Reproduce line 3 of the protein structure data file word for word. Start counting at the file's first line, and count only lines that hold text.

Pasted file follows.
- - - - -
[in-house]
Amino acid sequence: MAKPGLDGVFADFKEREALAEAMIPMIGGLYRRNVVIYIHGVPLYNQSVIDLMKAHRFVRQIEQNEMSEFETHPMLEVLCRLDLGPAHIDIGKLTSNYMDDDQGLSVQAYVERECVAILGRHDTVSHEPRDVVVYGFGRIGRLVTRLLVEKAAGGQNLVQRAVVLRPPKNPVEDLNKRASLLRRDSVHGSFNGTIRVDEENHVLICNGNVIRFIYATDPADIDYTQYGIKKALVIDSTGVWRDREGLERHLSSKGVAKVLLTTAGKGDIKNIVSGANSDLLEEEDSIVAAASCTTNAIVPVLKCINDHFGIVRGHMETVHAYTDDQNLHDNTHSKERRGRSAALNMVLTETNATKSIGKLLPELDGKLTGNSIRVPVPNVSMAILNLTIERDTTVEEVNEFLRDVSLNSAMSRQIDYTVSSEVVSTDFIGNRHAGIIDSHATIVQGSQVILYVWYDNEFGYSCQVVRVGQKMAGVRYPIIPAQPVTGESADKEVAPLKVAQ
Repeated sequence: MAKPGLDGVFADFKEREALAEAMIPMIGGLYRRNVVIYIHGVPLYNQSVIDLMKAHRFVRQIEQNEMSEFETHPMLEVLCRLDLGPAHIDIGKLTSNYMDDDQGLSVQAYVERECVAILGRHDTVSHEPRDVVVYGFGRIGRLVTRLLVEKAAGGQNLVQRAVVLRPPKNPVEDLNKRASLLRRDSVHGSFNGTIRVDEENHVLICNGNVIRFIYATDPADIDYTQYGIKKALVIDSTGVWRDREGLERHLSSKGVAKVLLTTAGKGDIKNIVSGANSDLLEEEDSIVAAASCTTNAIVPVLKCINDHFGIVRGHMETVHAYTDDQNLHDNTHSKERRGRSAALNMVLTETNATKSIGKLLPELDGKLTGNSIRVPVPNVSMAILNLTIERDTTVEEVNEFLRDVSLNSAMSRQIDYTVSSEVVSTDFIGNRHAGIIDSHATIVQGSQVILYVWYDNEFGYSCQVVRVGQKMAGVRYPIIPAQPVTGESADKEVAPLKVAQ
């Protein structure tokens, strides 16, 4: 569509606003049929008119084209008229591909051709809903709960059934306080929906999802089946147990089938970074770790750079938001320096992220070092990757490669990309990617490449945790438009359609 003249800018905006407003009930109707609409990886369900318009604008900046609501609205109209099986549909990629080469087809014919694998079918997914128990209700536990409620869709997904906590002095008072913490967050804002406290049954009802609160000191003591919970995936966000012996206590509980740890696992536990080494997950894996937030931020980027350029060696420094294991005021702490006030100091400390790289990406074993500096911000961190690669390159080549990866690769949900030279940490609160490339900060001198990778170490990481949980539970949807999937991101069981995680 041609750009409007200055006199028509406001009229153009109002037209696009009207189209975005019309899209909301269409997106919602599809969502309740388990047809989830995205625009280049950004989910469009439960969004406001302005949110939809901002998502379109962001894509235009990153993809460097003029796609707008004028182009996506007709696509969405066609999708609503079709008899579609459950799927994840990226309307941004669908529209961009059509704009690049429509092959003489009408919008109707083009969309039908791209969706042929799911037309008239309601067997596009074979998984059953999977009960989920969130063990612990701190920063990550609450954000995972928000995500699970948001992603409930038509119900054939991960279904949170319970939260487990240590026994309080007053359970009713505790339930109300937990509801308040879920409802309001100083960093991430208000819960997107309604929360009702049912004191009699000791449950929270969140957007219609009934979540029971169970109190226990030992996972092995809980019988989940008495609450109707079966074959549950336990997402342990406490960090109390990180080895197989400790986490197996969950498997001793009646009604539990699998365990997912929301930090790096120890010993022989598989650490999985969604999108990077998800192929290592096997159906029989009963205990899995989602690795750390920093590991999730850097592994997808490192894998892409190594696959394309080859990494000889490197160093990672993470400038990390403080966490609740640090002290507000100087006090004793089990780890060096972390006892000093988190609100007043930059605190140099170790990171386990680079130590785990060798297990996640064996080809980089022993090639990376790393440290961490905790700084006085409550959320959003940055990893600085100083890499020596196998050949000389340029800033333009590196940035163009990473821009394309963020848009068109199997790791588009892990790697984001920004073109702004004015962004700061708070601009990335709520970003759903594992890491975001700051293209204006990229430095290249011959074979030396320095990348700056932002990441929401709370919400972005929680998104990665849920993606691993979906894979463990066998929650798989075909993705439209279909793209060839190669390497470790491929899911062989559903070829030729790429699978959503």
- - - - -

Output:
Repeated sequence: MAKPGLDGVFADFKEREALAEAMIPMIGGLYRRNVVIYIHGVPLYNQSVIDLMKAHRFVRQIEQNEMSEFETHPMLEVLCRLDLGPAHIDIGKLTSNYMDDDQGLSVQAYVERECVAILGRHDTVSHEPRDVVVYGFGRIGRLVTRLLVEKAAGGQNLVQRAVVLRPPKNPVEDLNKRASLLRRDSVHGSFNGTIRVDEENHVLICNGNVIRFIYATDPADIDYTQYGIKKALVIDSTGVWRDREGLERHLSSKGVAKVLLTTAGKGDIKNIVSGANSDLLEEEDSIVAAASCTTNAIVPVLKCINDHFGIVRGHMETVHAYTDDQNLHDNTHSKERRGRSAALNMVLTETNATKSIGKLLPELDGKLTGNSIRVPVPNVSMAILNLTIERDTTVEEVNEFLRDVSLNSAMSRQIDYTVSSEVVSTDFIGNRHAGIIDSHATIVQGSQVILYVWYDNEFGYSCQVVRVGQKMAGVRYPIIPAQPVTGESADKEVAPLKVAQ